Flock (web browser)
Flock 3.5.3 running on Windows 7 displaying its new tab page
|Initial release||April 11, 2005|
|Discontinued||18.104.22.16841 (February 1, 2011[±])|
|Preview release||none (n/a) [±]|
|Development status||Discontinued in April 2011|
|Operating system||Windows, OS X, Linux|
|Available in||Catalan, Chinese (both Traditional and Simplified), English (US, Australian, British, Canadian), Finnish, French, German, Hungarian, Japanese, Italian, Polish, Portuguese (Portugal + African Portuguese Speaking Countries and Brazil), Russian, Slovak, Spanish (Latin American and Spain)|
Flock was a web browser that specialized in providing social networking and Web 2.0 facilities built into its user interface. Earlier versions of Flock used the Gecko HTML rendering engine by Mozilla. Version 2.6.2, released on January 27, 2011, was the last version based on Mozilla Firefox. Starting with version 3, Flock was based on Chromium and so used the WebKit rendering engine. Flock was available as a free download, and supported Microsoft Windows, Mac OS X and, at one time, Linux as well.
Support for Flock was discontinued in April 2011. A year later in April 2012 the old Flock website was back and carried a vague indication that the project might be resurrected, inviting readers to add themselves to a mailing list to receive future news. As of April 2013 the site redirected to another business, indicating that the resurrection of the web browser did not occur. In August 2014 the site was resurrected once again with a new line of text indicating the continuation of the project stating "We are currently working on something awesome. Enter your email below to be notified when it's ready".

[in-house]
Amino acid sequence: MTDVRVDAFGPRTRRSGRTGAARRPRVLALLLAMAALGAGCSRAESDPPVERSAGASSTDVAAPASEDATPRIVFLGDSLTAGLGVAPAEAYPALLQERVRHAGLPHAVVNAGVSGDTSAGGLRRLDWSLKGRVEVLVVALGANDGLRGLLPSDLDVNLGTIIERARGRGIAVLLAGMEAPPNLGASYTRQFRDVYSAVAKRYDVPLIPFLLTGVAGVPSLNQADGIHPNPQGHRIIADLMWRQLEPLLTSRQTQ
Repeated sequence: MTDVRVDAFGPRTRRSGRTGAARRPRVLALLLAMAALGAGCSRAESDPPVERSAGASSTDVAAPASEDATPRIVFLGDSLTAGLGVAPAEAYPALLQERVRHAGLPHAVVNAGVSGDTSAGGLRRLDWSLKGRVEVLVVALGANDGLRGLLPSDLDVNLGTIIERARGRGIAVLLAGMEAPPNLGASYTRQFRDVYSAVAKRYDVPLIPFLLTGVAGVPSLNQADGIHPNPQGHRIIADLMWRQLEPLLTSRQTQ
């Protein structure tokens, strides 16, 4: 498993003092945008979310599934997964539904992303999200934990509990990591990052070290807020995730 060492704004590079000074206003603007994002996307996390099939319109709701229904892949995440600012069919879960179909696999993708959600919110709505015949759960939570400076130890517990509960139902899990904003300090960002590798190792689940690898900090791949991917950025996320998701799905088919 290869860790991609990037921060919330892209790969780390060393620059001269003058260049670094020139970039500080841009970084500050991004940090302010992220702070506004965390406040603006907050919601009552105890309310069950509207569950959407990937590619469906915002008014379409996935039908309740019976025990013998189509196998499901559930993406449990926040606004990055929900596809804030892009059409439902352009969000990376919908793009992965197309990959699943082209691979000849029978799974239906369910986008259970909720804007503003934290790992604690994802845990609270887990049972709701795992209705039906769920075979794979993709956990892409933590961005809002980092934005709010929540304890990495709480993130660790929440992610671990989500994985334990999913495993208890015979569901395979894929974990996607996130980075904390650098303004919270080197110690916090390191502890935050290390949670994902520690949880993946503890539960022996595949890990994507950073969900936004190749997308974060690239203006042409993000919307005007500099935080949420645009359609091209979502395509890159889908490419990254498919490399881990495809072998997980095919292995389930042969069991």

Flock was the successor to Round Two, who raised money from Bessemer Venture Partners, Catamount Ventures, Shasta Ventures and other angel investors. Bart Decrem and Geoffrey Arone co-founded the company. Flock raised $15 million in a fourth round of funding led by Fidelity Ventures on May 22, 2008, for an estimated total of $30 million, according to CNET. The company's previous investors, Bessemer Venture Partners, Catamount Ventures, and Shasta Ventures, also participated in the round.
Flock 2.5 integrated social networking and media services including MySpace, Facebook, YouTube, Twitter, Flickr, Blogger, Gmail, Yahoo! Mail, etc. When logging into any of the supported social services, Flock can track updates from friends: profiles, uploaded photos, and more. Flock's latest 2.5 version added Twitter Search functionality, multi-casting of status updates to multiple services, and the introduction of instant messaging via Facebook Chat in the browser.
Other features include:
- Native sharing of text, links, photos and videos
- A "Media Bar" showing preview of online videos and photos as well as subscription to photo and video feeds
- A feed reader supporting Atom, RSS, and Media RSS feeds
- A blog editor and reader, allowing direct posting into any designated blog
- A Webkit-mail component allowing users to check supported web-based email off site, compose new messages, and drag-and-drop pictures and videos from the "Media Bar" or webclipboard into a new email message
- Support for third-party add-ons, including a number of Firefox extensions
- Download.com rated it 5 out of 5 
- Ranked no. 6 on PC World's list of the 100 best products of 2008 
In February 2008, AOL announced that it would discontinue support for the Netscape browser, and recommended Flock and Firefox as alternative browsers to its userbase of Netscape 9 users. For the Netscape 8 userbase, AOL recommended only the Flock browser to its users. In March 2008, Flock announced that they had seen "nearly 3 million downloads" and a 135% percent increase in active users in the first two months of 2008. They also announced "more than 70 percent of Flock users making it their default browser of choice".